The new TTC low-floor streetcars won’t fit on some right-of-way platforms, including the one on St. Clair, making for more expensive construction on an already controversial route.
“This is not a problem that’s taken us by surprise,” TTC CEO Andy Byford said Monday afternoon.
“We have got money set aside in our capital budget to make changes to the islands,” he said, adding that the total cost for all the islands – not just St. Clair – would be an estimated $58 million.
The money would also be used to make curb cuts to about 700 stops where there isn’t a platform.
Byford said he didn’t know how long the construction would take.
A report in the Toronto Sun suggested that the platforms were too short for the new, longer streetcars, which were commissioned as the St. Clair route was being built, but Byford said the problem was one of accessibility.
“We did not know the specific engineering design of the ramp, which would make the streetcars accessible,” Byford said.
“If the island were too high, the ramp could not be deployed. If the island were too long, the ramp would be too steep,” he said.
Byford said that both the St. Clair and the Roncesvalles right-of-ways were built for the existing streetcars and problems arose after the new cars had been ordered.
The 6.7 kilometre St. Clair right-of-way started construction in 2005 and was supposed to cost $65 million and take only two years to finish.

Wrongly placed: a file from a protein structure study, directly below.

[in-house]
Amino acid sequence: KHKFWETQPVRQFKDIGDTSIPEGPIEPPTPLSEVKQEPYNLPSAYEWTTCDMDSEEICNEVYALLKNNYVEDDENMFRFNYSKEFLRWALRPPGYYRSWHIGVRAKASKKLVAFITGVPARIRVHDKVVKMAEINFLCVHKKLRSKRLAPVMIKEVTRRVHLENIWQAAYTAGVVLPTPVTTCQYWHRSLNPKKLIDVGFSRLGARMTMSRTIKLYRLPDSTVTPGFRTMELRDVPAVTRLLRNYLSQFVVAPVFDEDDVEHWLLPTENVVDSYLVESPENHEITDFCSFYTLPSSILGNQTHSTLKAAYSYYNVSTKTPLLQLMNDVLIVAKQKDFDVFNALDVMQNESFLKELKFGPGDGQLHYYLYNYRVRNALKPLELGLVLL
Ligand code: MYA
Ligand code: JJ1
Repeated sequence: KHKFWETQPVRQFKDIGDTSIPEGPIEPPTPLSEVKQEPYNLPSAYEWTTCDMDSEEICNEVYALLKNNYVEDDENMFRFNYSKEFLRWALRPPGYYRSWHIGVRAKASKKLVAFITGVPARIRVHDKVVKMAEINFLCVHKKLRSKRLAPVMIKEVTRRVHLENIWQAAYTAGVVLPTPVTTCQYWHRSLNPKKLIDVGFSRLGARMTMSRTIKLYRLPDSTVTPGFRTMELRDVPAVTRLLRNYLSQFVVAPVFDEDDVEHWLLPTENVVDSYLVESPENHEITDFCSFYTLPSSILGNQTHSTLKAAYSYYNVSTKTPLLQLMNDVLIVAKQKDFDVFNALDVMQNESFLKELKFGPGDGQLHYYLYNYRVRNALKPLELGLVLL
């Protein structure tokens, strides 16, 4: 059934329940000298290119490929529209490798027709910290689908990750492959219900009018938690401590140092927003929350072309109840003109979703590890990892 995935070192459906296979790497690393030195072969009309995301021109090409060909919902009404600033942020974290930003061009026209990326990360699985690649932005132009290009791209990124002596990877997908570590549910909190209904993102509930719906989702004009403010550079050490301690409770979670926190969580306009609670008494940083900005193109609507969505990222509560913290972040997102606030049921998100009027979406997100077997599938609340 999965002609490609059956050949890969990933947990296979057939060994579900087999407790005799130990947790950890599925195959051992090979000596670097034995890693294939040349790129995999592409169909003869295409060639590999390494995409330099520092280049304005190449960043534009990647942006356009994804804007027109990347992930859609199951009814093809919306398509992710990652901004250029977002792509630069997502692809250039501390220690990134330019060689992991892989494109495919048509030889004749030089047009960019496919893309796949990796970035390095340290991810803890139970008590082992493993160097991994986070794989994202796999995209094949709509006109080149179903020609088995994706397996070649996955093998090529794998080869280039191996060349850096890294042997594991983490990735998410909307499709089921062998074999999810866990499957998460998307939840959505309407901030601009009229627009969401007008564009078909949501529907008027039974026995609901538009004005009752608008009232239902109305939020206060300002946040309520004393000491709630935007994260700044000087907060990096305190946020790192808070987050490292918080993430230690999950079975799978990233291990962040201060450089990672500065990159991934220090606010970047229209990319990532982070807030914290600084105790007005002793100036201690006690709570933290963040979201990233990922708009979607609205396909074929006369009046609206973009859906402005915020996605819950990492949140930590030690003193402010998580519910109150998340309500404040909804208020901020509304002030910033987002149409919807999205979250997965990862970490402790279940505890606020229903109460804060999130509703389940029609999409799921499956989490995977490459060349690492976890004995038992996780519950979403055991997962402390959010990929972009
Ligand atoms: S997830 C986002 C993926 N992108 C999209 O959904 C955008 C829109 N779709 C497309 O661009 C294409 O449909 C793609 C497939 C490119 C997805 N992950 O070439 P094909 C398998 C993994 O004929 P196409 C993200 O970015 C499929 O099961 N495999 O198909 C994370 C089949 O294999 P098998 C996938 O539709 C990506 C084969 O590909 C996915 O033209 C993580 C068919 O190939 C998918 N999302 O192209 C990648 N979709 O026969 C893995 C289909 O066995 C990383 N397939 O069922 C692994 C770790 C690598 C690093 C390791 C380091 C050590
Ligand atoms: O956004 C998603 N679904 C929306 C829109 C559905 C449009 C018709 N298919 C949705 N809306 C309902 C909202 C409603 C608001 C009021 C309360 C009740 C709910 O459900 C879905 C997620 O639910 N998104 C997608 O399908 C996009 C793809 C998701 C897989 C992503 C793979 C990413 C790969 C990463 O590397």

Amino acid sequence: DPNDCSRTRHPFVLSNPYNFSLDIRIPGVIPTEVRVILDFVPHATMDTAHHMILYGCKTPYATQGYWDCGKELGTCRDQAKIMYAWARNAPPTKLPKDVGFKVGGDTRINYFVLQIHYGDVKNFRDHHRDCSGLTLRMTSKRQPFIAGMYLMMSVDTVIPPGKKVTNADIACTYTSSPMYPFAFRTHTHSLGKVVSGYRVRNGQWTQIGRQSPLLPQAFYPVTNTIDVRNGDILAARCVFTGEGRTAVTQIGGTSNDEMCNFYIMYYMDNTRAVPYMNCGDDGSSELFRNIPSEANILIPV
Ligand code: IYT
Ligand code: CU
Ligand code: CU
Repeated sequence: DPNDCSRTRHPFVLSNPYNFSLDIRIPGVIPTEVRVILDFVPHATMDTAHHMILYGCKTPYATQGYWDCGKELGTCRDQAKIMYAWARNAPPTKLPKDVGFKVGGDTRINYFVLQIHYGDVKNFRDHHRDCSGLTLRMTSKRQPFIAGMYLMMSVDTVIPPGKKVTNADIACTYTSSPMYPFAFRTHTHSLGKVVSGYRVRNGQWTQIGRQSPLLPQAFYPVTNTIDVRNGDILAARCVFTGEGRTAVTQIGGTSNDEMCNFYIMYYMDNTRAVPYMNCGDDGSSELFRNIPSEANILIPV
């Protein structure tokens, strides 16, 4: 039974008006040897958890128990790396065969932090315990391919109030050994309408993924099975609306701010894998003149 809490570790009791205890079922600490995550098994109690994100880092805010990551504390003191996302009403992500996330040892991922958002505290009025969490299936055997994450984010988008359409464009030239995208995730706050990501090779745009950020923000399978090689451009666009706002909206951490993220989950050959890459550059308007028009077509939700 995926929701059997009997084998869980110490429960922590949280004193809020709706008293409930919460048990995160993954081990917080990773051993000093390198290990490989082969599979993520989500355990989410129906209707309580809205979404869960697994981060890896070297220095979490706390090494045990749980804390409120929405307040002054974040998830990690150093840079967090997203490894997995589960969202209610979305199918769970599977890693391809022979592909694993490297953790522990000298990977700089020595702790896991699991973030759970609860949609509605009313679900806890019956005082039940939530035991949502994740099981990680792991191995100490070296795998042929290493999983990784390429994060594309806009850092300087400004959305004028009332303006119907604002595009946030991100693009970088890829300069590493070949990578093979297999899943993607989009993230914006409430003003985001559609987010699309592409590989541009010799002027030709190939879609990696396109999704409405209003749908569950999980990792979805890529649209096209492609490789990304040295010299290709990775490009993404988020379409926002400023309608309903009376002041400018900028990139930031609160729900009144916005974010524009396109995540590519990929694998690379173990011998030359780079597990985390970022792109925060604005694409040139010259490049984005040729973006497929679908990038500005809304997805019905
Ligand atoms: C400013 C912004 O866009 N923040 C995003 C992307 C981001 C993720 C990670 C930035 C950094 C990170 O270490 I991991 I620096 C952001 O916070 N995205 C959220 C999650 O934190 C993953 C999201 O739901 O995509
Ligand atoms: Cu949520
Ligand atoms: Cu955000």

However, construction dragged – with many businesses complaining the chewed-up streets and lack of parking hurt their bottom line – and costs ballooned.
Phase One between Yonge Street and Bathurst Avenue opened in 2007. But the rest of the project has been plagued by delays, which the TTC blamed on contractors’ scheduling problems.
The right-of-way was finally completed in 2010, at a cost of more than $100 million. The new streetcars were ordered in 2009 and will be on some routes in 2014.
Byford said he “regretted” that further work would be done on the strip.
He wasn’t alone. News of more construction was met with frustration by proprietors. “They should have had all the facts and figures before they started,” said Don Panos, who owns a business on St. Clair. “It’s very poor timing.”
The TTC tested out the low-floor vehicles, built by Bombardier Transportation Canada Inc., earlier this month.
The accessible streetcars will start carrying passengers on the 510 Spadina line early next year and should completely replace the old fleet by 2018.
The cars will be air conditioned, have room for bikes and use Presto card readers. They will hold 251 passengers — 68 more than current streetcars.
The commission will examine the other streetcar routes to determine if changes need to be made on those platforms as well to accommodate the new streetcars, Byford said.